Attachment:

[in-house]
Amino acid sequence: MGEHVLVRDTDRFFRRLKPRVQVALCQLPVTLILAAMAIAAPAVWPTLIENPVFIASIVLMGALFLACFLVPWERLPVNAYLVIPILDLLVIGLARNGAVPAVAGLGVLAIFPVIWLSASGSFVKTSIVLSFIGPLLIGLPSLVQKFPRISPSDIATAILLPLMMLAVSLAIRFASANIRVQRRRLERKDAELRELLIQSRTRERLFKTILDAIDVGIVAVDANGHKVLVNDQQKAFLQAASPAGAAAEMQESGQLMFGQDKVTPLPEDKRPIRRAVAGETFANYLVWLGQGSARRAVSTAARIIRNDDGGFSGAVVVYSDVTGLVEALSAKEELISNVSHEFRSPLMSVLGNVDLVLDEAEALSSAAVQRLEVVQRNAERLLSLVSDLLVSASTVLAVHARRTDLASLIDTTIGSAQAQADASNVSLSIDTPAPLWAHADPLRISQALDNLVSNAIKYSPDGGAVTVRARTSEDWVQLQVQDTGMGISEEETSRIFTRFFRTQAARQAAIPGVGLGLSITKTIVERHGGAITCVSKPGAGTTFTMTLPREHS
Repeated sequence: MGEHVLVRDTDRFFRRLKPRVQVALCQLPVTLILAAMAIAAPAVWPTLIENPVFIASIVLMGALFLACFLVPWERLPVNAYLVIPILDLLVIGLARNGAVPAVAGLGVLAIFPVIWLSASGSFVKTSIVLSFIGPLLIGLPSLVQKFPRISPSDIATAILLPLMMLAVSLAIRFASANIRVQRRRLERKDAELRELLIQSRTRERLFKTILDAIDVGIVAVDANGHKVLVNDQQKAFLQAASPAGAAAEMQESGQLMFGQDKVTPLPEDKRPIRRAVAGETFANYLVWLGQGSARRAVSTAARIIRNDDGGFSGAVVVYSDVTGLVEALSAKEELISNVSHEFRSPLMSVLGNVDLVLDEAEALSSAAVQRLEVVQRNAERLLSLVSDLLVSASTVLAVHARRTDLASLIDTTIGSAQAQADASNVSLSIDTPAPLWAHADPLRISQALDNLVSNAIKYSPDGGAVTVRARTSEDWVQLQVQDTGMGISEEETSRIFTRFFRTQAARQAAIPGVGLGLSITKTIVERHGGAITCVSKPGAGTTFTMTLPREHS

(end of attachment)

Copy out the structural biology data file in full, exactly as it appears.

[in-house]
Amino acid sequence: MGEHVLVRDTDRFFRRLKPRVQVALCQLPVTLILAAMAIAAPAVWPTLIENPVFIASIVLMGALFLACFLVPWERLPVNAYLVIPILDLLVIGLARNGAVPAVAGLGVLAIFPVIWLSASGSFVKTSIVLSFIGPLLIGLPSLVQKFPRISPSDIATAILLPLMMLAVSLAIRFASANIRVQRRRLERKDAELRELLIQSRTRERLFKTILDAIDVGIVAVDANGHKVLVNDQQKAFLQAASPAGAAAEMQESGQLMFGQDKVTPLPEDKRPIRRAVAGETFANYLVWLGQGSARRAVSTAARIIRNDDGGFSGAVVVYSDVTGLVEALSAKEELISNVSHEFRSPLMSVLGNVDLVLDEAEALSSAAVQRLEVVQRNAERLLSLVSDLLVSASTVLAVHARRTDLASLIDTTIGSAQAQADASNVSLSIDTPAPLWAHADPLRISQALDNLVSNAIKYSPDGGAVTVRARTSEDWVQLQVQDTGMGISEEETSRIFTRFFRTQAARQAAIPGVGLGLSITKTIVERHGGAITCVSKPGAGTTFTMTLPREHS
Repeated sequence: MGEHVLVRDTDRFFRRLKPRVQVALCQLPVTLILAAMAIAAPAVWPTLIENPVFIASIVLMGALFLACFLVPWERLPVNAYLVIPILDLLVIGLARNGAVPAVAGLGVLAIFPVIWLSASGSFVKTSIVLSFIGPLLIGLPSLVQKFPRISPSDIATAILLPLMMLAVSLAIRFASANIRVQRRRLERKDAELRELLIQSRTRERLFKTILDAIDVGIVAVDANGHKVLVNDQQKAFLQAASPAGAAAEMQESGQLMFGQDKVTPLPEDKRPIRRAVAGETFANYLVWLGQGSARRAVSTAARIIRNDDGGFSGAVVVYSDVTGLVEALSAKEELISNVSHEFRSPLMSVLGNVDLVLDEAEALSSAAVQRLEVVQRNAERLLSLVSDLLVSASTVLAVHARRTDLASLIDTTIGSAQAQADASNVSLSIDTPAPLWAHADPLRISQALDNLVSNAIKYSPDGGAVTVRARTSEDWVQLQVQDTGMGISEEETSRIFTRFFRTQAARQAAIPGVGLGLSITKTIVERHGGAITCVSKPGAGTTFTMTLPREHS